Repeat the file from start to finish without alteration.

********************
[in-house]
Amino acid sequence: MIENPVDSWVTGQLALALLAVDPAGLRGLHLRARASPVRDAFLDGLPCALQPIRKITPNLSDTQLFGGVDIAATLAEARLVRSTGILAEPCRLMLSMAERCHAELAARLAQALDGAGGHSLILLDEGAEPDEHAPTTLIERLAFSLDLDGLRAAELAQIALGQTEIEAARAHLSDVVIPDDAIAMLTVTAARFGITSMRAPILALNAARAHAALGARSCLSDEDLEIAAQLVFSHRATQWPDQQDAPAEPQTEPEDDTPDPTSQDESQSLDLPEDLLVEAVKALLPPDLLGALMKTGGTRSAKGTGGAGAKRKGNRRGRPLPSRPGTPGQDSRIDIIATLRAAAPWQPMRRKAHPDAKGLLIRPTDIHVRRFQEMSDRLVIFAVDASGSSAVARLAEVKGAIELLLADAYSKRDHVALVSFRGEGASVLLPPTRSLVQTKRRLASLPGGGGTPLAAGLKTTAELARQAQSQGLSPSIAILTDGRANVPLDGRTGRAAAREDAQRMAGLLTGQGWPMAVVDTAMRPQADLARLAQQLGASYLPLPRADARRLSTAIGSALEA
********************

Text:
[in-house]
Amino acid sequence: MIENPVDSWVTGQLALALLAVDPAGLRGLHLRARASPVRDAFLDGLPCALQPIRKITPNLSDTQLFGGVDIAATLAEARLVRSTGILAEPCRLMLSMAERCHAELAARLAQALDGAGGHSLILLDEGAEPDEHAPTTLIERLAFSLDLDGLRAAELAQIALGQTEIEAARAHLSDVVIPDDAIAMLTVTAARFGITSMRAPILALNAARAHAALGARSCLSDEDLEIAAQLVFSHRATQWPDQQDAPAEPQTEPEDDTPDPTSQDESQSLDLPEDLLVEAVKALLPPDLLGALMKTGGTRSAKGTGGAGAKRKGNRRGRPLPSRPGTPGQDSRIDIIATLRAAAPWQPMRRKAHPDAKGLLIRPTDIHVRRFQEMSDRLVIFAVDASGSSAVARLAEVKGAIELLLADAYSKRDHVALVSFRGEGASVLLPPTRSLVQTKRRLASLPGGGGTPLAAGLKTTAELARQAQSQGLSPSIAILTDGRANVPLDGRTGRAAAREDAQRMAGLLTGQGWPMAVVDTAMRPQADLARLAQQLGASYLPLPRADARRLSTAIGSALEA